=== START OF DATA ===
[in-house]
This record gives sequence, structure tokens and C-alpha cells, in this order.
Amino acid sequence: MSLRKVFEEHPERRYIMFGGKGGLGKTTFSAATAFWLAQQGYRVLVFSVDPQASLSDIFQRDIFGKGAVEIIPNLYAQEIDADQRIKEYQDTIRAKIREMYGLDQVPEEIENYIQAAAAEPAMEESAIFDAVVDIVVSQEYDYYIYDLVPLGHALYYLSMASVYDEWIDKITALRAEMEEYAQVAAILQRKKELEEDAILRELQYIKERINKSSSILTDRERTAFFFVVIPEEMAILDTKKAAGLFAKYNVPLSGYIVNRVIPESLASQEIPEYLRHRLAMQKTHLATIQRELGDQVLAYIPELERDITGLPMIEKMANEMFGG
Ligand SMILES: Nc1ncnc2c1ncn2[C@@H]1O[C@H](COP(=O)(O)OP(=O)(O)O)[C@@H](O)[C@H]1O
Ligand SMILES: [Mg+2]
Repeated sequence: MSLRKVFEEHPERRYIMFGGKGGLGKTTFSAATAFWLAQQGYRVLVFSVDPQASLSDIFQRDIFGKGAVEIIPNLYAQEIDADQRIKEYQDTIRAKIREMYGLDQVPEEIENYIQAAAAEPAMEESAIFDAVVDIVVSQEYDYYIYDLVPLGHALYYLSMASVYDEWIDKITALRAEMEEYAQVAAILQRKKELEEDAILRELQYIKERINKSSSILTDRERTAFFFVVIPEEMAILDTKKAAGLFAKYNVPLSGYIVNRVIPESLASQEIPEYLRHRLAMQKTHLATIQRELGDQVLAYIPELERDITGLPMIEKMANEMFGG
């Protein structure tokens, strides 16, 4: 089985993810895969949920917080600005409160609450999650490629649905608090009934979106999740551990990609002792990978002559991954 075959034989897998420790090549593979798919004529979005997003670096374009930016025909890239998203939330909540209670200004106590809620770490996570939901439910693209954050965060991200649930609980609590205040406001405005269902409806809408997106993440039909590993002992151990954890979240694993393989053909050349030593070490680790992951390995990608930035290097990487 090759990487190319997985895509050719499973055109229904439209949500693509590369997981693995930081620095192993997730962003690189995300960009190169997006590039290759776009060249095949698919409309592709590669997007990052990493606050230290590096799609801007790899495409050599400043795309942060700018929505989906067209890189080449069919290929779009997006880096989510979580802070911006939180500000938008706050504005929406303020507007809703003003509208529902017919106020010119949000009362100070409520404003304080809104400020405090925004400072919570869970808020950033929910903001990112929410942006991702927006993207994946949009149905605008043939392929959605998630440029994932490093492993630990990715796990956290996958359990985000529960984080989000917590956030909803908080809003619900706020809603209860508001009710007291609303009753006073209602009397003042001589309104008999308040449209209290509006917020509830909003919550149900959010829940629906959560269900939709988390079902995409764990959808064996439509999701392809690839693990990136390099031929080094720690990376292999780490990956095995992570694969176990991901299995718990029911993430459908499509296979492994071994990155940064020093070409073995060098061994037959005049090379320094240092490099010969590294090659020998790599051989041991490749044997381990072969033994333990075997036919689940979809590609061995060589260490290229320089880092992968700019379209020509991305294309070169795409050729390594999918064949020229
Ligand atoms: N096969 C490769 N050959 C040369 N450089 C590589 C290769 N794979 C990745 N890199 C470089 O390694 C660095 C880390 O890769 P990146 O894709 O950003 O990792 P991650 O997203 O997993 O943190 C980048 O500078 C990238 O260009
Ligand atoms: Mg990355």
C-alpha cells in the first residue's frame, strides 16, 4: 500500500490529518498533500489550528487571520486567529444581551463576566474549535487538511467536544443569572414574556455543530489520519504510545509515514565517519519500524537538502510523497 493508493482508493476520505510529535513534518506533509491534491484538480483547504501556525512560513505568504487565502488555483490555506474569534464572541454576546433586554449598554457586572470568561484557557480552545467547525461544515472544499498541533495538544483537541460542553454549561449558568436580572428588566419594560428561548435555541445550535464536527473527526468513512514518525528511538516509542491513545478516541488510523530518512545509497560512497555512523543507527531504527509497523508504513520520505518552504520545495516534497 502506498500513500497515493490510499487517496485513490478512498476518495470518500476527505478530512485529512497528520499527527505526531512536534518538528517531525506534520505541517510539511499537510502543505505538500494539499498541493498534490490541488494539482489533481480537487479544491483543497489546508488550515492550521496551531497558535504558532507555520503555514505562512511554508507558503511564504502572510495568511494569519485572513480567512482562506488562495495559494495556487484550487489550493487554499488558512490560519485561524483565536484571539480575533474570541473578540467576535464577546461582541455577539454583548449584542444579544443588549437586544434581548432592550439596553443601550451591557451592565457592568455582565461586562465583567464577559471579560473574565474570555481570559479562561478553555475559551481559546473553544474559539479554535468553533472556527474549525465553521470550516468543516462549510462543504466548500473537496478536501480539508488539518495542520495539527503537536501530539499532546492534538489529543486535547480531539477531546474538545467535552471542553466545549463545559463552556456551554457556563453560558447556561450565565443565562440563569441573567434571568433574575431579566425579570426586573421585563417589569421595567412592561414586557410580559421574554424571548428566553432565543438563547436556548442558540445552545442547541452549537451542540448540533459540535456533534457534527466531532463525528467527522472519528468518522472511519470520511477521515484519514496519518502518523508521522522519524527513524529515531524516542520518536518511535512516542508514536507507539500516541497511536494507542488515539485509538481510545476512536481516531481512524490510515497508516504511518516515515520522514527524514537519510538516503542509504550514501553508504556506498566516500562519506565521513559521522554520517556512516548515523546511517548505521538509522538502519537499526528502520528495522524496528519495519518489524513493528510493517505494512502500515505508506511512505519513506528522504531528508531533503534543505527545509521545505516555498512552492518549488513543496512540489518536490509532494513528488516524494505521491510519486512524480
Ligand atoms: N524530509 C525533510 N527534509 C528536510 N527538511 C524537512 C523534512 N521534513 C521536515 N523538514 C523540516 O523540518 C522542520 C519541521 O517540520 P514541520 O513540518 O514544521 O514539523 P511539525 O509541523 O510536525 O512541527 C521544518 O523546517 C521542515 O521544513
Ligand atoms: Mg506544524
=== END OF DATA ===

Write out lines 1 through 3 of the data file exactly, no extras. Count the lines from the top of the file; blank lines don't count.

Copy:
[in-house]
This record gives sequence, structure tokens and C-alpha cells, in this order.
Amino acid sequence: MSLRKVFEEHPERRYIMFGGKGGLGKTTFSAATAFWLAQQGYRVLVFSVDPQASLSDIFQRDIFGKGAVEIIPNLYAQEIDADQRIKEYQDTIRAKIREMYGLDQVPEEIENYIQAAAAEPAMEESAIFDAVVDIVVSQEYDYYIYDLVPLGHALYYLSMASVYDEWIDKITALRAEMEEYAQVAAILQRKKELEEDAILRELQYIKERINKSSSILTDRERTAFFFVVIPEEMAILDTKKAAGLFAKYNVPLSGYIVNRVIPESLASQEIPEYLRHRLAMQKTHLATIQRELGDQVLAYIPELERDITGLPMIEKMANEMFGG